An amazing bus shelter ad in Toronto is causing quite the buzz with its important statement. The bright fuchsia ad reads “Shed your weight problem here” and includes a slot where women can toss away their fashion magazines.
While this billboard has been around since 2010, it recently garnered attention online when A Mighty Girl, a company geared towards raising empowered girls, posted an image of the bus shelter on their Facebook page.
The ad reads: “For years, body image among girls and women has taken a hit from the beauty industry's ubiquitous message that 'skinny is hot' and any other look is 'not.' Now is your chance to send the beauty industry a message. If you think it's time fashion editors and lifestyle advertisers broadened their definition of beauty and inspired us with a range of different shapes and sizes, ditch one or all or your women's magazines through the slot on the other side of this transit shelter.”
The ad was created by Canada’s NEDIC, the National Eating Disorder Information Centre, to raise awareness about the media’s impact on women’s self-esteem due to their unrealistic body images.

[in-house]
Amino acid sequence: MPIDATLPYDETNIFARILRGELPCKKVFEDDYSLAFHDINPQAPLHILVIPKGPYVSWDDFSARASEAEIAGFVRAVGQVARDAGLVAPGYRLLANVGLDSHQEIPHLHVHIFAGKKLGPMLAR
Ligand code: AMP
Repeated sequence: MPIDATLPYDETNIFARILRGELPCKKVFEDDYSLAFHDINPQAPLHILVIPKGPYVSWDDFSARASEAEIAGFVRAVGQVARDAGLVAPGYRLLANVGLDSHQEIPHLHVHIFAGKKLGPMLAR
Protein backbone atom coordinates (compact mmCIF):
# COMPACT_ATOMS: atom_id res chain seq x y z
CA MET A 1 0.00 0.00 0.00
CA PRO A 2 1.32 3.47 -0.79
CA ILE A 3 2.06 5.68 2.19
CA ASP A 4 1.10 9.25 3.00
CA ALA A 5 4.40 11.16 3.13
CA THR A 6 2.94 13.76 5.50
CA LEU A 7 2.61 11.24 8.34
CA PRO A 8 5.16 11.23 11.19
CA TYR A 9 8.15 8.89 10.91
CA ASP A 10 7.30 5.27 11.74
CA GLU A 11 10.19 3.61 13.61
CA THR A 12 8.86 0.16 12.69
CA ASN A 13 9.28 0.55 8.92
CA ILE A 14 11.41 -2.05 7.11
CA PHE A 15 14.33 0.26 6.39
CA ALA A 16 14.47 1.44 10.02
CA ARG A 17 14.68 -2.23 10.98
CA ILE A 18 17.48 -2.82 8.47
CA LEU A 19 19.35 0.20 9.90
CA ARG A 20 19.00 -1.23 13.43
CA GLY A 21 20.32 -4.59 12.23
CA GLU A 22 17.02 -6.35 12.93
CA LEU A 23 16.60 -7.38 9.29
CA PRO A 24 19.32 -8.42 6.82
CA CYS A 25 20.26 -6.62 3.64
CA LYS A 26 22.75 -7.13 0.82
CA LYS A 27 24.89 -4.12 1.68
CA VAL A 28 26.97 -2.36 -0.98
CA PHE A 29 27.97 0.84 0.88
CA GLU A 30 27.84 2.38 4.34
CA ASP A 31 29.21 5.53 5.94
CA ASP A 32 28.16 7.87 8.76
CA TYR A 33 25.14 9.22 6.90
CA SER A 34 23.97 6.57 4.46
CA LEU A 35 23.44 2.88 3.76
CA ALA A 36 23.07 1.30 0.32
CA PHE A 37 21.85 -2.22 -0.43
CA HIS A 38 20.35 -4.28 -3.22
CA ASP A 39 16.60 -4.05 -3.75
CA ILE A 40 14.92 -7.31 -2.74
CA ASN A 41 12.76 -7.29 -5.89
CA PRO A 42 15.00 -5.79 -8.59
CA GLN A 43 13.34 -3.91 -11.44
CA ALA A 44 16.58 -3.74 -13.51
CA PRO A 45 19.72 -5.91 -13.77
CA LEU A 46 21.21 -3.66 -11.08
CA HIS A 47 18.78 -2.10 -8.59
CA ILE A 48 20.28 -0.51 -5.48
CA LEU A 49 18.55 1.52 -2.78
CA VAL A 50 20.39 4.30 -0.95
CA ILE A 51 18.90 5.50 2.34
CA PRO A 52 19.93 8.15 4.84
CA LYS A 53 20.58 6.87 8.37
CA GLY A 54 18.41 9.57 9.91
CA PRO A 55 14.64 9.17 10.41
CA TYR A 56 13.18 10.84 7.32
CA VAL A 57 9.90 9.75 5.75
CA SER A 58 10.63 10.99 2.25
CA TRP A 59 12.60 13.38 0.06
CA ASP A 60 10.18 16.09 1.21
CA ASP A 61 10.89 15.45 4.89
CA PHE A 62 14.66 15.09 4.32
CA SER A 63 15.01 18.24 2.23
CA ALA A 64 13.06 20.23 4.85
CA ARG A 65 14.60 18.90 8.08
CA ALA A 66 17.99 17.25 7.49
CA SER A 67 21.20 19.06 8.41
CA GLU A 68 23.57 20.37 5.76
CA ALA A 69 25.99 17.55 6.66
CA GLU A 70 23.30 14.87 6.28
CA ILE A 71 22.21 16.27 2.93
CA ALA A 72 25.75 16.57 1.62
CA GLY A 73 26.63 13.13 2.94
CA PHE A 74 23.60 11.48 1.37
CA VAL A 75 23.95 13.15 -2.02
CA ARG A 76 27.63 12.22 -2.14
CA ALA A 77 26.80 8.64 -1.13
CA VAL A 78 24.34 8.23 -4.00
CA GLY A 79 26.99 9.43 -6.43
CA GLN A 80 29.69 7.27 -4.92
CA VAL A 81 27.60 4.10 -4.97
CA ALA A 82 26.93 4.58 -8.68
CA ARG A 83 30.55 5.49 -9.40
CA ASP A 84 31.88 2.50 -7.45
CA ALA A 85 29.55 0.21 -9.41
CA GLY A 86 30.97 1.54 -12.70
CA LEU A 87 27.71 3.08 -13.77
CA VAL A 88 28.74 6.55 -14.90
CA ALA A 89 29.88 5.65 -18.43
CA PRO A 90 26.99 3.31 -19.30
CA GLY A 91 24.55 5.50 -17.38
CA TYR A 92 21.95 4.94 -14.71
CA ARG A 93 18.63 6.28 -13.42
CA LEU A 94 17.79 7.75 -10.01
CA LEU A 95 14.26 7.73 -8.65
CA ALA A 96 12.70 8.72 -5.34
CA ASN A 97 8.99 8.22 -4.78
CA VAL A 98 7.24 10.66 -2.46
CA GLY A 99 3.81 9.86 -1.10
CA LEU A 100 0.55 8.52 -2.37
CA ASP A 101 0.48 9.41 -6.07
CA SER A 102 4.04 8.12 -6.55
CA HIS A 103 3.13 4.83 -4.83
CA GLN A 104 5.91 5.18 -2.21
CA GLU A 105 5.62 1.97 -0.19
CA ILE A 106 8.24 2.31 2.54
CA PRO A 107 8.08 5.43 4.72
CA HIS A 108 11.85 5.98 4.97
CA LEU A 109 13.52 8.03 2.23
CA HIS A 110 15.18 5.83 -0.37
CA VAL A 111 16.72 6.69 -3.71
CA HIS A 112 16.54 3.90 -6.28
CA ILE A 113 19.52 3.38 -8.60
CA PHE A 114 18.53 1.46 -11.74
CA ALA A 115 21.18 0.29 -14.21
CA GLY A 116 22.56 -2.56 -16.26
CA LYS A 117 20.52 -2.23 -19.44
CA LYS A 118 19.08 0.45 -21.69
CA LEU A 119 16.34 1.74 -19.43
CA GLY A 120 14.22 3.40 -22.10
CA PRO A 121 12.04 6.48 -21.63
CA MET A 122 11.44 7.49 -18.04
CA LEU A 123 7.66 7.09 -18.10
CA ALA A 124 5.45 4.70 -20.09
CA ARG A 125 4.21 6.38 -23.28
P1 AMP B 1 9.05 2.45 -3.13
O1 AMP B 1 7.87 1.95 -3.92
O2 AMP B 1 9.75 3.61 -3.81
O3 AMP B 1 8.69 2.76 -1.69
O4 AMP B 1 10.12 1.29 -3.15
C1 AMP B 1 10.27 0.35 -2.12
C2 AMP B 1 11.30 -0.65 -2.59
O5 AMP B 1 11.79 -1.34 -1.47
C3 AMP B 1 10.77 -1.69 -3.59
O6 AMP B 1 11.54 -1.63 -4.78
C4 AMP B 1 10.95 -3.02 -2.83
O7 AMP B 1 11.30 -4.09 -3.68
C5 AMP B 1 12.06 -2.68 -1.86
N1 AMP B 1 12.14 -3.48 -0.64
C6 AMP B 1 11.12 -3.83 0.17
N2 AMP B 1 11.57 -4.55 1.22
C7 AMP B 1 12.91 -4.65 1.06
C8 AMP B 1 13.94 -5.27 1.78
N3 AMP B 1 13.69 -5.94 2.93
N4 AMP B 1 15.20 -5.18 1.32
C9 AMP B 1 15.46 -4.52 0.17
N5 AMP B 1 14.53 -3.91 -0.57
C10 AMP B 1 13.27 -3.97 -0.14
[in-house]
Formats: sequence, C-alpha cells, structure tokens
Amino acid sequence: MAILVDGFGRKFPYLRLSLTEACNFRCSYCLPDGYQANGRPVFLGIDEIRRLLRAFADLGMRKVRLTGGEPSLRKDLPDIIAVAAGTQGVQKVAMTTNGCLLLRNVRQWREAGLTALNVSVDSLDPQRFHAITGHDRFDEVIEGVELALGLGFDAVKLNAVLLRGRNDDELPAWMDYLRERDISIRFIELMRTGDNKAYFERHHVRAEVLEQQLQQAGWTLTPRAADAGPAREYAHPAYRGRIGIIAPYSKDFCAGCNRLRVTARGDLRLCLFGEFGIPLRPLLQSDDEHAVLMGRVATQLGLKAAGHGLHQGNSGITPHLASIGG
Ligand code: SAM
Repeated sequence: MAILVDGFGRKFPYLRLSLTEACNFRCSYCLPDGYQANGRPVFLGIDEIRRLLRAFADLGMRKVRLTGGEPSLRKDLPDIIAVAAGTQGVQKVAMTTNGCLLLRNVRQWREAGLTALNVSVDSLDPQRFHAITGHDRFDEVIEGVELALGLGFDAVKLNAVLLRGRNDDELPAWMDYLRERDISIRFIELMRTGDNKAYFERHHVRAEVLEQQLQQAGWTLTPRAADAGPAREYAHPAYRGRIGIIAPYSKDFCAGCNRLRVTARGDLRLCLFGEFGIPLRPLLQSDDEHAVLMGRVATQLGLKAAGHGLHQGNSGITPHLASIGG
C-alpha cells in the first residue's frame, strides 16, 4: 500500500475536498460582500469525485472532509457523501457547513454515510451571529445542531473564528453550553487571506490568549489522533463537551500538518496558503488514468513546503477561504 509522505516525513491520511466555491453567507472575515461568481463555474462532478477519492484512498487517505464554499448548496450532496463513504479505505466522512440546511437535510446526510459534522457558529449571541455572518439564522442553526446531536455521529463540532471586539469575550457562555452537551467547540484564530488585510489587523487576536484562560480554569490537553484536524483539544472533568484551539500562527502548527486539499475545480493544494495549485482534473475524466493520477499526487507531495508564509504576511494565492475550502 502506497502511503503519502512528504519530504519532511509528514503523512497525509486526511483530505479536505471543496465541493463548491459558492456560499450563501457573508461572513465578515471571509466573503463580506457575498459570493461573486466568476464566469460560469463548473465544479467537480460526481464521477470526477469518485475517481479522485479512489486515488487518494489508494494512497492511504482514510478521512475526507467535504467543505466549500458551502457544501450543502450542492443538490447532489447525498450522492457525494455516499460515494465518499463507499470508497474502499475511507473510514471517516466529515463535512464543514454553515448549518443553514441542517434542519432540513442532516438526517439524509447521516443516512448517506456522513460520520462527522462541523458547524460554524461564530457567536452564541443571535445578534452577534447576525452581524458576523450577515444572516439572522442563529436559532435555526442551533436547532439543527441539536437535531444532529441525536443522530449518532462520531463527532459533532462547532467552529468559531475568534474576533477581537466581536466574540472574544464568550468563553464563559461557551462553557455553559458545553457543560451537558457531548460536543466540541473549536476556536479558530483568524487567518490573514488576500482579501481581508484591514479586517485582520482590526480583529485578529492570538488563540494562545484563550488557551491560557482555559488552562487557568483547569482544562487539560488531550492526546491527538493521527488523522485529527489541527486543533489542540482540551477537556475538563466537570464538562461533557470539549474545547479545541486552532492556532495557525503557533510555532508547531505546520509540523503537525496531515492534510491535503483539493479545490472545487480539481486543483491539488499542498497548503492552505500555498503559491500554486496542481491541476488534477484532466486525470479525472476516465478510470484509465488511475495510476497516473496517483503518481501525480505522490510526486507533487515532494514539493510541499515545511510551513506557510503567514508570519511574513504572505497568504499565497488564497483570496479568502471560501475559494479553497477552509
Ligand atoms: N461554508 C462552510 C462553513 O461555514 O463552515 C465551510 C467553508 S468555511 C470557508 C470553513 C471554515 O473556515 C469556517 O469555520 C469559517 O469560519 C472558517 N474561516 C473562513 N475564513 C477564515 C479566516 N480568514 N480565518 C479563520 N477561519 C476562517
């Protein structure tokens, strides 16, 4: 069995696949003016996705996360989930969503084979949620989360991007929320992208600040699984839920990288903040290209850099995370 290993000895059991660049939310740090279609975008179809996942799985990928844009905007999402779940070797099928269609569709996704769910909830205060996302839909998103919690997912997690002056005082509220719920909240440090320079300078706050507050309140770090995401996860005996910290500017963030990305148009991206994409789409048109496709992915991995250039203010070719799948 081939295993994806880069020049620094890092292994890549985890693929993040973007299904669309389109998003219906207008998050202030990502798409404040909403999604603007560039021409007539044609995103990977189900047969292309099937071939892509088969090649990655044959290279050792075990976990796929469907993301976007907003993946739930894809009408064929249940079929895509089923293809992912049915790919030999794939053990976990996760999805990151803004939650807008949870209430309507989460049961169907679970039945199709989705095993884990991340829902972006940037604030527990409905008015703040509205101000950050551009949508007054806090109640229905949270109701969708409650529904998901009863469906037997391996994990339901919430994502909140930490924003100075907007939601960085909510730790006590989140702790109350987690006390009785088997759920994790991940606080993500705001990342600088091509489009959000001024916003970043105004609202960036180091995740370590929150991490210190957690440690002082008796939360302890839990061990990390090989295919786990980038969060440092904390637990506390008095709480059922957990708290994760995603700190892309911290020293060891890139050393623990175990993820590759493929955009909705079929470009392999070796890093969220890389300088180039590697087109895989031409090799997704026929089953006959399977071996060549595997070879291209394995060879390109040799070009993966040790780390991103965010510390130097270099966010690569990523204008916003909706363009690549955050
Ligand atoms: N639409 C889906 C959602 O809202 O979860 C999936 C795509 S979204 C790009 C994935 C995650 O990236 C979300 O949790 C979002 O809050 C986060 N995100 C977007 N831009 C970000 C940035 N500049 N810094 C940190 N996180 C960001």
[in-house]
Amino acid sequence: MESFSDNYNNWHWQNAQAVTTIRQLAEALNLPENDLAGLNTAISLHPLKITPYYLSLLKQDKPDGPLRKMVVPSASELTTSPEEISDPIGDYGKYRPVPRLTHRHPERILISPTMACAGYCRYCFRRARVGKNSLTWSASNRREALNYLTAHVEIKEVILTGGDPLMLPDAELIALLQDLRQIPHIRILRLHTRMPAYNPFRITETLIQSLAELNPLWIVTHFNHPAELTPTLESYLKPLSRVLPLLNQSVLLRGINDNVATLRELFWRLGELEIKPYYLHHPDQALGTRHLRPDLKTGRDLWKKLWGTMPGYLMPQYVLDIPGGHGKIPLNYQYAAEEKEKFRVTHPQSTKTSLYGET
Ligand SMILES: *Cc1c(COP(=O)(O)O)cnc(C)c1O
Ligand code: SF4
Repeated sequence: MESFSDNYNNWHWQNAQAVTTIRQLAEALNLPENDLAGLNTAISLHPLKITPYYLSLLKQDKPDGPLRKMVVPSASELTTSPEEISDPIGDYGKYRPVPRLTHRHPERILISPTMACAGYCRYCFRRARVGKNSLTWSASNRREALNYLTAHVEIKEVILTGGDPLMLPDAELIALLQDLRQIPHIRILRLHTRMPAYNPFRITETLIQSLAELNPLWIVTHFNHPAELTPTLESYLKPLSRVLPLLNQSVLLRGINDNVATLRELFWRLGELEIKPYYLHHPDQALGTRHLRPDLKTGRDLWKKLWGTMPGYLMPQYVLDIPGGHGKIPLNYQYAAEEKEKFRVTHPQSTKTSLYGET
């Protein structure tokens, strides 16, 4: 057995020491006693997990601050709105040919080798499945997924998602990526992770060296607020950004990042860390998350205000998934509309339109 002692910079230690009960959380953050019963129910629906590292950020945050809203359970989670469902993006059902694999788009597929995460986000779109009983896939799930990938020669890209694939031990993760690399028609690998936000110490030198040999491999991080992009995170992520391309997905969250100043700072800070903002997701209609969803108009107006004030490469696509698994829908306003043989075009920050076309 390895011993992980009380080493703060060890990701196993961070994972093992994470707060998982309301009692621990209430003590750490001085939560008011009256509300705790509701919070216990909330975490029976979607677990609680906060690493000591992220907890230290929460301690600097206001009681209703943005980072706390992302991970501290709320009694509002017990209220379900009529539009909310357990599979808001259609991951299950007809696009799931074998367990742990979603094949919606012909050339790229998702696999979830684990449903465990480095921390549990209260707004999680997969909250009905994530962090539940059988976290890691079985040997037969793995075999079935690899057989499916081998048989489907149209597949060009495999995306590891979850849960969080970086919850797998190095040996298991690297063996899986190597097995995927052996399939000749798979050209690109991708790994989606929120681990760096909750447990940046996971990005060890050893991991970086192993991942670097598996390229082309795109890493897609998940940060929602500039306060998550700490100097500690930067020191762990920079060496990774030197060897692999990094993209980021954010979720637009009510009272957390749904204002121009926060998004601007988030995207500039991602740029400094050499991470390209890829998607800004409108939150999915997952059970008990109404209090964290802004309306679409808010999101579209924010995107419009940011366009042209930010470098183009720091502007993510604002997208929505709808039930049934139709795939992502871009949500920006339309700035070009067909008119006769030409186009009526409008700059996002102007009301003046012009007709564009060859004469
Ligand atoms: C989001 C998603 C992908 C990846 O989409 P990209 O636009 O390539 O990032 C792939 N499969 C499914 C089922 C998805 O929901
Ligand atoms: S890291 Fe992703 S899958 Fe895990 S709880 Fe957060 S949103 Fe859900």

NEDIC wrote the following message to the fashion industry:
“Your ads and fashion spreads are an inspiration to many girls and women. We look at your ultra thin models and think – if I'm skinny, I'll be perfect just like her. This sort of intense media pressure to be thin helps drive 27% of teenage girls in Canada to fast, binge and purge, and over half of all Canadian women to diet. We don't mean to preach or point fingers. All we ask is that you think before you cast and that you consider inspiring us with a look that's both beautiful and attainable.”
Of course, this isn’t the first time the fashion industry has been under fire for promoting unrealistic body images. Just last month, a San Diego tween clothing store called Closet was spotted using unusually thin mannequins in their display windows. And most recently, the Gap sparked criticism on Twitter after they posted a photo of a much too thin model wearing a cotton shirtdress.
However, in these cases and more, it appears that the public is only aware of the wrong messages the media is sending when they are extreme. That’s why a bus shelter ad like NEDIC’s in Toronto is so great. It brings forth the issue and forces the public to confront it.
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